What percentage of men aged 35-55 in ZIP code 66210 (Lenexa, Kansas) would prefer a Ford Mustang to a Ford F-150?
Don’t have a clue? Neither do we. However, we’re pretty sure the answer is neither 100%, nor 0%. Common sense would indicate that some fraction would prefer the iconic muscle car and others the best-selling pickup truck; still more common sense would indicate that there are questions you could ask those men that would help determine the breakdown of the two groups.
Sadly, when it comes to marketing, common sense often loses out to common mistakes. One of the most ubiquitous mistakes is assuming that demographic data (such as gender, age, and ZIP code) yields enough insight to be helpful, but that’s easy to refute when you consider that not every middle-aged guy in Lenexa feels the same way about cars. Demographics simply don’t tell marketers very much.
Google recently teamed up with MasterCard to track purchase history to see if online ads influenced offline purchases. While the project seems slightly creepy, it also seems slightly silly: let’s say a great online campaign by a relative newcomer in the ladies’ underwear space, Third Love, sells a bunch of bras, either online or in stores. What it DOESN’T tell you is whether those bras lived up to their hype--did the women who handed over their credit cards end up happy with their decision? Do they want to buy more? Should success in the bra market see Third Love expand into more esoteric lingerie, a la Victoria’s Secret, or stay focused on practical day-to-day “every woman” products, the way Soma does? The best way for the team at Third Love to find out? Just ASK.
Interest-based marketing has the same limitations: understanding previous purchase decisions is helpful but not entirely predictive of future purchase decisions: just because your customer took a risk on an exciting new product last year doesn’t mean she will again this year—what if she wasn’t happy with the result the first time around? Behavioral data simply doesn’t tell marketers very much, either.
Two recent articles in Forbes touch on the trend toward “hyper-personalization” in learning and in HR. But hyper-personalization is growing in popularity in all areas of marketing, in part because it just makes sense: find out exactly what your target audience wants/needs and then deliver it to them exactly when they need it. One way to know whether your customer wants to stay on the cutting edge or prioritizes function over form is…to ask them. Engaging your customers in this way can increase traffic to content by guiding people to what’s relevant to them, increase conversion rates by helping people better see the value in a product, and inform editorial and marketing teams about what content is resonating with their audiences. Asking questions is simple and, when embedded natively in the content experience, it’s an inexpensive and easy way to gather feedback and actually ensure you are meeting the needs and desires of your customers, not just hoping that you are.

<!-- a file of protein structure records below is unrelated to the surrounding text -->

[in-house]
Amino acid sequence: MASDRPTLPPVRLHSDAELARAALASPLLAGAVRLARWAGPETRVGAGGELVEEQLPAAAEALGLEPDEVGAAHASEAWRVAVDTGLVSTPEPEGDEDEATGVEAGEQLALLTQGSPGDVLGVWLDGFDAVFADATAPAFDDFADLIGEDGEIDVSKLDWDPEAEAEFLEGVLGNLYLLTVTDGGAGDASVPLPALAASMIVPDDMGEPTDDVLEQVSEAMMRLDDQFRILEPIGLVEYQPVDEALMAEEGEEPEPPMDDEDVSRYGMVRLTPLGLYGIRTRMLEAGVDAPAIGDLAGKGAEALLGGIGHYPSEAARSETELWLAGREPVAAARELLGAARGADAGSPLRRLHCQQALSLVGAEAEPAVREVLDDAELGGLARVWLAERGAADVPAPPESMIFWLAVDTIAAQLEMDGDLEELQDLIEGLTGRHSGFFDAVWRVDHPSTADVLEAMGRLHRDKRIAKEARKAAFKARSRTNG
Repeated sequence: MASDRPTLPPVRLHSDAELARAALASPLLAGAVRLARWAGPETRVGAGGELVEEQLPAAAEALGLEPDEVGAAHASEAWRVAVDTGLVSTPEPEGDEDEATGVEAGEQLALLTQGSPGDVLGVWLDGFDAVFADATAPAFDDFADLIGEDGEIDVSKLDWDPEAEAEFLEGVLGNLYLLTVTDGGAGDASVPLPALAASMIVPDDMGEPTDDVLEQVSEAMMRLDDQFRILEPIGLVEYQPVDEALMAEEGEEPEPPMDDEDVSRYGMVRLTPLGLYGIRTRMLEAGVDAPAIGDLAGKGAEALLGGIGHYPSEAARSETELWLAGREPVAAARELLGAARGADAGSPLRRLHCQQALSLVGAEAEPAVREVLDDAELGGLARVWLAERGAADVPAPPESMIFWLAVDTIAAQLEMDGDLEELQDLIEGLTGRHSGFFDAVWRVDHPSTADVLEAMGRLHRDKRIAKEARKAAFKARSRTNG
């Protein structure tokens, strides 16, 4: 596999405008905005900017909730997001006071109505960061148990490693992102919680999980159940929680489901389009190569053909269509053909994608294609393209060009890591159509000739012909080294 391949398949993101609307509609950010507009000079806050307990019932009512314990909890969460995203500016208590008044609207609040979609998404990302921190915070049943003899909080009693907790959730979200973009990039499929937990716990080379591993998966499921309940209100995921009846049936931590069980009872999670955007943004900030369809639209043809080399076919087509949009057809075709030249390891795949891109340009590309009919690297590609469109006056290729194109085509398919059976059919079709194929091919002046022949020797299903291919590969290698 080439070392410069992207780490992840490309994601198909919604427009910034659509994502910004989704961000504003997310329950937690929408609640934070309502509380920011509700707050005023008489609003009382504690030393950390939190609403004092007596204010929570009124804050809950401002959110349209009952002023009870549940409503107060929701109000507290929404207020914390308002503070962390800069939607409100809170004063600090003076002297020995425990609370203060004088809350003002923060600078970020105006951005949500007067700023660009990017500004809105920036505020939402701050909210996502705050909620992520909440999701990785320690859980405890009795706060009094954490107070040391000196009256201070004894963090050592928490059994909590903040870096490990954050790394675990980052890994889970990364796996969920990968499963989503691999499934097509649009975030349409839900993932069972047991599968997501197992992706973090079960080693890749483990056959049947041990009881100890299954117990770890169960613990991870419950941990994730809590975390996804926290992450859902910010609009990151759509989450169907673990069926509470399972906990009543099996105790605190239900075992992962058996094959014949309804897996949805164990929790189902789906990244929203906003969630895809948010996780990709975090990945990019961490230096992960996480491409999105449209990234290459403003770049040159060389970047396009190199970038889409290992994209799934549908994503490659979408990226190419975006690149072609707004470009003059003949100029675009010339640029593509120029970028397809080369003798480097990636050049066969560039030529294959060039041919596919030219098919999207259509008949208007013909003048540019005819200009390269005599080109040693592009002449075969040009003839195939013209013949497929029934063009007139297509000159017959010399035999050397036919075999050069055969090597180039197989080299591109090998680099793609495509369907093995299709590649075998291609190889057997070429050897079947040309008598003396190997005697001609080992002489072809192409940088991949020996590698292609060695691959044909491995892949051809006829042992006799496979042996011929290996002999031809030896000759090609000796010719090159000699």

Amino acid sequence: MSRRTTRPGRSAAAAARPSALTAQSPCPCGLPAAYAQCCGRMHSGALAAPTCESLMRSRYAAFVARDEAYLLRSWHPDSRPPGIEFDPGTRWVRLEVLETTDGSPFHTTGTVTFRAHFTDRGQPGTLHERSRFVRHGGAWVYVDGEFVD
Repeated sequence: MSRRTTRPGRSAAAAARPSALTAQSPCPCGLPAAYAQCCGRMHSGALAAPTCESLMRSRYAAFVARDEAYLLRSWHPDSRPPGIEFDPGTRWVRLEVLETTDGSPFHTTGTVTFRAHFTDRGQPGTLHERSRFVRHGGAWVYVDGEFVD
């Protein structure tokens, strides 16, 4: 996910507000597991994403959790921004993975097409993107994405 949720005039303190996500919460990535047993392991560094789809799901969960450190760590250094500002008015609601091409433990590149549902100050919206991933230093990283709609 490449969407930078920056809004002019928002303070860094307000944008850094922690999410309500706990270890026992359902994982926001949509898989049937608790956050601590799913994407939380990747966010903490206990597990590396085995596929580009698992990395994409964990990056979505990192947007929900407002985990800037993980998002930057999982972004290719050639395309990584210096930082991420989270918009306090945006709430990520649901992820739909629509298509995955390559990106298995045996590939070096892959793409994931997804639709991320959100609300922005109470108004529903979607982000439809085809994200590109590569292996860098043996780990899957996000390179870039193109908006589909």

Socrates had the habit of teaching by asking questions of his audience. In doing so, he guided his listeners’ thinking and encouraged them to engage with the topic at hand until they came to their own understanding of that topic. In the millennia since Socrates first challenged his students in this way, the Socratic Method has been proven to be extraordinarily effective, especially when compared to the (sadly) more mainstream lecture-style instruction, which has been ridiculed as the “open-head, pour-in-knowledge” approach.